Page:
Nature Blog: duck attack!

Nature Blog: duck attack!


Home » Nature Blog: duck attack!

 

Sometimes I think we tend to underestimate the intelligence or acumen of some of the other creatures that share our planet with us; often they can do something that is difficult to explain away as instinctive or unreasoning. Take this little example for instance: on my way home each day, I usually stop off in a little car park at Penmaenpool for a few minutes to see what’s going on around the area. It commands a spectacular view across the estuary to the hills in the distance and the often flooded fields and mud flats near the lovely old wooden toll bridge are a haven for all sorts of bird life – Red-breasted Mergansers, Herons, Canada Geese, Mute Swans, Rooks and of course always the ubiquitous Mallards.

A couple of days ago I had pulled in there, and a dapper looking male Mallard accompanied by his more soberly attired female were waddling around the car park picking over any scraps which had been left behind by the untidy visitors. I had some of my sandwiches left over, so I wound down the window, broke off some bits and threw them out, much to the delight of the two ducks, who rushed over in that comical gait that they have and got stuck into them.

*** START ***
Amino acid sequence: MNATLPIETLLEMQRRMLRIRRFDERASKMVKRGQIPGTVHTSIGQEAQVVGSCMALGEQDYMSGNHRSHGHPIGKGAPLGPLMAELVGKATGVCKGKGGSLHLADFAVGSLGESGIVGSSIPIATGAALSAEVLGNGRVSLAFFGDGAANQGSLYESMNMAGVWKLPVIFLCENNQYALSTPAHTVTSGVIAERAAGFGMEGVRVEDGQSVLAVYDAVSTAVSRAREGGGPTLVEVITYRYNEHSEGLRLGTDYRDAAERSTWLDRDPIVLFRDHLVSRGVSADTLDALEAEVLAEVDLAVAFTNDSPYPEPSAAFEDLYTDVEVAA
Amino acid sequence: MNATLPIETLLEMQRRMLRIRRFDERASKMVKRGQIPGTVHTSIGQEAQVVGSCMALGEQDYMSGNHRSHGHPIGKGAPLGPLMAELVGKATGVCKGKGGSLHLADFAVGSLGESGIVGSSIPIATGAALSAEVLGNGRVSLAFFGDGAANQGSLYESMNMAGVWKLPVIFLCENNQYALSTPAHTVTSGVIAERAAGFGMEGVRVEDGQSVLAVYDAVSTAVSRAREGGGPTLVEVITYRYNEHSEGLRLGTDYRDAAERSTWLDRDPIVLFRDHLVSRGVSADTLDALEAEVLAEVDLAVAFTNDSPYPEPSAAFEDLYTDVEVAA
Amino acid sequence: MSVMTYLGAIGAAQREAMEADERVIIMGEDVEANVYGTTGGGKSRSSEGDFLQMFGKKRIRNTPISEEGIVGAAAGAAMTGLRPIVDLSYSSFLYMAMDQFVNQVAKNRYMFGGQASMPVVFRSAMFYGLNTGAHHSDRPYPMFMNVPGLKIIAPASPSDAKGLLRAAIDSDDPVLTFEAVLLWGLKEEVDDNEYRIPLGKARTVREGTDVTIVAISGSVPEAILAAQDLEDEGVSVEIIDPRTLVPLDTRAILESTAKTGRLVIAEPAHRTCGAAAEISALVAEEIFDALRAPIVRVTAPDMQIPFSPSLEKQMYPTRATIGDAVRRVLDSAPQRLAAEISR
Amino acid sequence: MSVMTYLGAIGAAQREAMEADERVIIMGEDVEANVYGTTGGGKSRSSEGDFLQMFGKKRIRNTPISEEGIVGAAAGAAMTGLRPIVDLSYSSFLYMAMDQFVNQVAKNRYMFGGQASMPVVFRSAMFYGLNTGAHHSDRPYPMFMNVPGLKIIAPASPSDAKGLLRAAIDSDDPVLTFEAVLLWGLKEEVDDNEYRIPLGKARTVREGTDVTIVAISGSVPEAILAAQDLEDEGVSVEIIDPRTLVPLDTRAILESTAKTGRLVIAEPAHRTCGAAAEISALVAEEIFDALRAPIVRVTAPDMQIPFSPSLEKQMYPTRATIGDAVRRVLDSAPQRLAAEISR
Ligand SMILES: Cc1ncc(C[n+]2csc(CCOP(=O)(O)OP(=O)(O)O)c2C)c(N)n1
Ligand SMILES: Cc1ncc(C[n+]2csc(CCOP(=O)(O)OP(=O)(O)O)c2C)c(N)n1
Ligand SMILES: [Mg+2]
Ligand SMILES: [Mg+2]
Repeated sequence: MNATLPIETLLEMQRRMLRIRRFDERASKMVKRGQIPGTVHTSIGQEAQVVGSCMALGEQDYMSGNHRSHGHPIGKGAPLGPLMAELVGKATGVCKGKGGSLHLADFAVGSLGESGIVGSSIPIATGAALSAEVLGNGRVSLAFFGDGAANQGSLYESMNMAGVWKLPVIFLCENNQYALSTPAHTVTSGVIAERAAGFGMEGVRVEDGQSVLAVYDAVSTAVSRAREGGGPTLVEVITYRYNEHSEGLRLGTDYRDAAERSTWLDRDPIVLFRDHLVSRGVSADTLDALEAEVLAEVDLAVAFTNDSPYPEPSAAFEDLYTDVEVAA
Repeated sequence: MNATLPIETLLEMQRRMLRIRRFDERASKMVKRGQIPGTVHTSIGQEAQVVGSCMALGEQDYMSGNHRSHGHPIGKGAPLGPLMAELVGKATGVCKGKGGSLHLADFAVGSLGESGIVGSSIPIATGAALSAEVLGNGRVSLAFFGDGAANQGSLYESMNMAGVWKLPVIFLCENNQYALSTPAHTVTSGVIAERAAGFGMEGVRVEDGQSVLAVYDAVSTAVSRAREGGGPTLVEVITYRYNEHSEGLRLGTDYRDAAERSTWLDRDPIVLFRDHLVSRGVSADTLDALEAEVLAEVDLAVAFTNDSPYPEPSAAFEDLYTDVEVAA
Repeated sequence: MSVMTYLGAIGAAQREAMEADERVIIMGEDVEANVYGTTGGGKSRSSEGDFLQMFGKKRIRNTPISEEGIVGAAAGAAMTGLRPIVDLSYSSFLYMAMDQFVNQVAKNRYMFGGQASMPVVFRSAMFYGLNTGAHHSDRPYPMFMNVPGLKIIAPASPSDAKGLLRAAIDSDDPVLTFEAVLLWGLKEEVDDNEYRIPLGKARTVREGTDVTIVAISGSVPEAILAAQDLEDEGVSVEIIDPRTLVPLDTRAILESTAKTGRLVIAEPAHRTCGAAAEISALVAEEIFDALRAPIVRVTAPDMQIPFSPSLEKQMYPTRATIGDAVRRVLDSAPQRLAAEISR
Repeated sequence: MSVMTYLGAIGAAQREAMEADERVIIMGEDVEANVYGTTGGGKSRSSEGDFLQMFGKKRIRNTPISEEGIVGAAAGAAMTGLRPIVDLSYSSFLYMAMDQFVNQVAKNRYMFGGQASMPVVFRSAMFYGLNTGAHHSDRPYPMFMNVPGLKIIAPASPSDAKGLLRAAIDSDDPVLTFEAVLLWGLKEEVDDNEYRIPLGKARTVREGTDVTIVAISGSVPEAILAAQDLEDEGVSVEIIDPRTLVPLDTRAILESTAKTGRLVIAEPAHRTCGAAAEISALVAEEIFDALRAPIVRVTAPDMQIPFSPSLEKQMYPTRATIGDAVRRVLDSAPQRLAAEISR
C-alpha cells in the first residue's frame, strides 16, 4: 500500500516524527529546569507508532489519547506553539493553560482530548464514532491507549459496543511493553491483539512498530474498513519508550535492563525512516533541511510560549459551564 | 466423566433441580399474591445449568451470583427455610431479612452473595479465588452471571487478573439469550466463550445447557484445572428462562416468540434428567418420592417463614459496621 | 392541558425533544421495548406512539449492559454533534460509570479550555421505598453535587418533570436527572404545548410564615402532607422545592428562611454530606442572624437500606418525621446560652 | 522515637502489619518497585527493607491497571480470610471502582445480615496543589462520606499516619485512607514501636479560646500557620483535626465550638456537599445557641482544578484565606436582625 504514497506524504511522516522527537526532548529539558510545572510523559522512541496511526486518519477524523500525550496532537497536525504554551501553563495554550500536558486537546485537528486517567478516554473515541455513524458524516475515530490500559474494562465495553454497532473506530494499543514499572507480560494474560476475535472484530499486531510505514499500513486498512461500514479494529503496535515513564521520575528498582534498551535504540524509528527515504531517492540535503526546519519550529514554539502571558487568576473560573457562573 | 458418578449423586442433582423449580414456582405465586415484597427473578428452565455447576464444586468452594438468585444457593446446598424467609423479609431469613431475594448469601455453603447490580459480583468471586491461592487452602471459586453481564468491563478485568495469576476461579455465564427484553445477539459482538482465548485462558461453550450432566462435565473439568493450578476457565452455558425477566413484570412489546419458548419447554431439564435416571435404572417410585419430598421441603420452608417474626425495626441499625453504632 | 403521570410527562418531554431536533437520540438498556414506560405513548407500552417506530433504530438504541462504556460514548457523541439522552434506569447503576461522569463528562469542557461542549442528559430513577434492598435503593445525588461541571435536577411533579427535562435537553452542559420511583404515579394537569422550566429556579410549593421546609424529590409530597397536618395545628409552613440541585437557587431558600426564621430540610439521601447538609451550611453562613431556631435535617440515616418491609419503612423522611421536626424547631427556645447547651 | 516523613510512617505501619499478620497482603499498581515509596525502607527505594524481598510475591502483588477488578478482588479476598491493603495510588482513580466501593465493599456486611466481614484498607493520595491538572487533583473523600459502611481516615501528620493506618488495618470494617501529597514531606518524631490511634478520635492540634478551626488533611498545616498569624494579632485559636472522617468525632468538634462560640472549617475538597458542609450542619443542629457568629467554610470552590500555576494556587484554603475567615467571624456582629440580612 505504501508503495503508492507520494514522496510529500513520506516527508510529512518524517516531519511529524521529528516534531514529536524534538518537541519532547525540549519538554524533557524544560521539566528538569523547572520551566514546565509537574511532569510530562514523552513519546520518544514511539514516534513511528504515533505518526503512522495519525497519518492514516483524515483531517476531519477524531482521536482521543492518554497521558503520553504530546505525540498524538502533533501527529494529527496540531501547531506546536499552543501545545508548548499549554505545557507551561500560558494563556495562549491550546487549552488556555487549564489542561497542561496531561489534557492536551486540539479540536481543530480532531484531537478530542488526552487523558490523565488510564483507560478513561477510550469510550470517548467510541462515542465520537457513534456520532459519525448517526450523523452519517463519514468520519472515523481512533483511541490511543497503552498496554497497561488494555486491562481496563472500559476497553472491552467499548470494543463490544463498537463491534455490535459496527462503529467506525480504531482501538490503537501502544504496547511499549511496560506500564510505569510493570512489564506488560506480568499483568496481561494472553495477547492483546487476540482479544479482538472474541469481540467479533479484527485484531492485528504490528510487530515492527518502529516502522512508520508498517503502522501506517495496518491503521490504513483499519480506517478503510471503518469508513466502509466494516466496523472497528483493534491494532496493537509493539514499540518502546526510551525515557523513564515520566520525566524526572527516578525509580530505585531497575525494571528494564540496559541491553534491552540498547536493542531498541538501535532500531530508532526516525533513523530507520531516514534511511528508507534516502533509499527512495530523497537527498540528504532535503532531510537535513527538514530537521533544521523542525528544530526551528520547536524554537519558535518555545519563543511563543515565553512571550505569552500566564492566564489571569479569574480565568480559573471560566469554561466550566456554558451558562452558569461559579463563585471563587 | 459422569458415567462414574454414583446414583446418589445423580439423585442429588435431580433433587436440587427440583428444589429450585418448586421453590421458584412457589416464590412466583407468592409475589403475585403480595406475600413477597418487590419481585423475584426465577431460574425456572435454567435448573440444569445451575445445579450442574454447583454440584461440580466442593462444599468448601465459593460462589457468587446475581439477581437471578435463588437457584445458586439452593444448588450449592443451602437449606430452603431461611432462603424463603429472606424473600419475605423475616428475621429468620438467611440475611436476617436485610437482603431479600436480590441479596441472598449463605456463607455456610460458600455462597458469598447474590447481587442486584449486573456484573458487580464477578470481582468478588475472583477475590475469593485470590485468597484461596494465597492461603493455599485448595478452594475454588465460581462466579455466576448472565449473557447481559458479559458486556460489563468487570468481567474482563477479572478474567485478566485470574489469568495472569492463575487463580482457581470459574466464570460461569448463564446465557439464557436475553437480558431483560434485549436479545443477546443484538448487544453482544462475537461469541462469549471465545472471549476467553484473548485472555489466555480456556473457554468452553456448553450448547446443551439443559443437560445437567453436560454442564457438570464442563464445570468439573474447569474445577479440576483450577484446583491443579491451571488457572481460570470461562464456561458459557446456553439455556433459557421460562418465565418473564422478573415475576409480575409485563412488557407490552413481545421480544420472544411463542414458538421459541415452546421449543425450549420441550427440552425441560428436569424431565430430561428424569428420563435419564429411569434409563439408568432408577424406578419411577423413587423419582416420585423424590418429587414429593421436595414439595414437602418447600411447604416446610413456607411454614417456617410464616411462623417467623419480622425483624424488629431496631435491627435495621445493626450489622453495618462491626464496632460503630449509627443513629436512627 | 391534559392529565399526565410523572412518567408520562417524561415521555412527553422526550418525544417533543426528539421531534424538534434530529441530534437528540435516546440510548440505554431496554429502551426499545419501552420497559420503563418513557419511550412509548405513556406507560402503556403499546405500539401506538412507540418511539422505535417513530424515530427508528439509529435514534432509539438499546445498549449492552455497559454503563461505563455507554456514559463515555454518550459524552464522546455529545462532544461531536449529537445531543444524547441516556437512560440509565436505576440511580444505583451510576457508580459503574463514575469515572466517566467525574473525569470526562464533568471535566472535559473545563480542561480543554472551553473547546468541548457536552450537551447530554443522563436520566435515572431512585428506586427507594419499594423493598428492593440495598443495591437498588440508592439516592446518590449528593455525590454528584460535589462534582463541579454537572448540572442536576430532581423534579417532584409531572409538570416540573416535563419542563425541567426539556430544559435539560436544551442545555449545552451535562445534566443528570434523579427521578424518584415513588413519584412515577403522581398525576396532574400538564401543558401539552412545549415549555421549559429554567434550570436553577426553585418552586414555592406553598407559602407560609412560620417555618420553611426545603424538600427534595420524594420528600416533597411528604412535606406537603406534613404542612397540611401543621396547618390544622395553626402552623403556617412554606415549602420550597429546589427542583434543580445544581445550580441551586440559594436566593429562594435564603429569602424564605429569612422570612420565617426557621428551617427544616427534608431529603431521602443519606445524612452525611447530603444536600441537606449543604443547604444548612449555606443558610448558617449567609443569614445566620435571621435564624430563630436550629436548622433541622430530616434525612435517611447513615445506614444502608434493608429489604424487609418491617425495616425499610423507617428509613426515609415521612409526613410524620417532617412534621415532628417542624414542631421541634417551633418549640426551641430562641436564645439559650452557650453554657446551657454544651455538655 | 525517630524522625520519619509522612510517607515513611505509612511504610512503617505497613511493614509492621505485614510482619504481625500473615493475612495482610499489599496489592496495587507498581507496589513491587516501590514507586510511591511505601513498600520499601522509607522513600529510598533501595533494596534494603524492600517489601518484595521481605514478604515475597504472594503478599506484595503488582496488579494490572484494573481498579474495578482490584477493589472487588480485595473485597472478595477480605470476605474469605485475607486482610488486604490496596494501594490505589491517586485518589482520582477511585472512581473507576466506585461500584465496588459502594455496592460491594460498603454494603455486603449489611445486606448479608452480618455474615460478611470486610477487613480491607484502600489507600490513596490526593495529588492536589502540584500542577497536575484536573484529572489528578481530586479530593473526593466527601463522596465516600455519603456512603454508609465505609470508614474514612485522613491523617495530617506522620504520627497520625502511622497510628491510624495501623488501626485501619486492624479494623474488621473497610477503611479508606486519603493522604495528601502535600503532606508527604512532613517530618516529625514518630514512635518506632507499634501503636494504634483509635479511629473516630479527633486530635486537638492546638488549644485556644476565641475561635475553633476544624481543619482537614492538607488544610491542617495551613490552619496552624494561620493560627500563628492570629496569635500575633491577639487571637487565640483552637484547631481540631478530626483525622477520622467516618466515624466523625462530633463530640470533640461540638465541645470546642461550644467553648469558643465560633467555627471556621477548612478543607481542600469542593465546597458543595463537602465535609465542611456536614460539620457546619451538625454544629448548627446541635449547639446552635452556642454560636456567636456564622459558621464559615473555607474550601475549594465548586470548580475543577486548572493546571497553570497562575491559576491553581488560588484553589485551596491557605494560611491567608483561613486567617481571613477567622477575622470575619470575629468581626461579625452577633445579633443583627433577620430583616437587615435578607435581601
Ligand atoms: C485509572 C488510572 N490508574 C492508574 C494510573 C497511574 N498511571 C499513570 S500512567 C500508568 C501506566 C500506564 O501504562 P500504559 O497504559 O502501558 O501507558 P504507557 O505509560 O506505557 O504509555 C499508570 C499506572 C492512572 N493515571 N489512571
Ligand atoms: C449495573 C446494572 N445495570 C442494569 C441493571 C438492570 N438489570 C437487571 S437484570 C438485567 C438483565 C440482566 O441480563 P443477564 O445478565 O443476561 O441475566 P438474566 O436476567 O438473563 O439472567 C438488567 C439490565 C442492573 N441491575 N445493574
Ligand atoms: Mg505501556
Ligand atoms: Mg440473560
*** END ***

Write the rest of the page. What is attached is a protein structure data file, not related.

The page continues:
The following day, I drove into the carpark at about the same time and parked up in roughly the same place – now there were several other cars there, some of them with people in them, but the two Mallards were sitting quietly on the grass ignoring them. But as soon as I stopped they jumped up and came waddling over to the car as if they recognised me – again I wound down the window and was starting to rummage in my bag for something to give them, when the female decided I was being much too slow and took a flying leap up onto the window ledge of the car, perching precariously there for a couple of seconds, flapping wildly, before over balancing and tipping forward into my lap. The next few moments were a bit frenetic to say the least as she flapped around furiously and started pecking at the bag on my lap, mainly missing the bag and making quite painful contact with a rather delicate part of my anatomy. Eventually I managed to open the door and get her outside with her husband but she seemed completely fearless and I had to restrain her from getting back in to the car. She wasn’t content until I’d tipped some food onto the ground for her. These weren’t domesticated birds mind you, they were properly free and wild – in the case of the female exceptionally wild!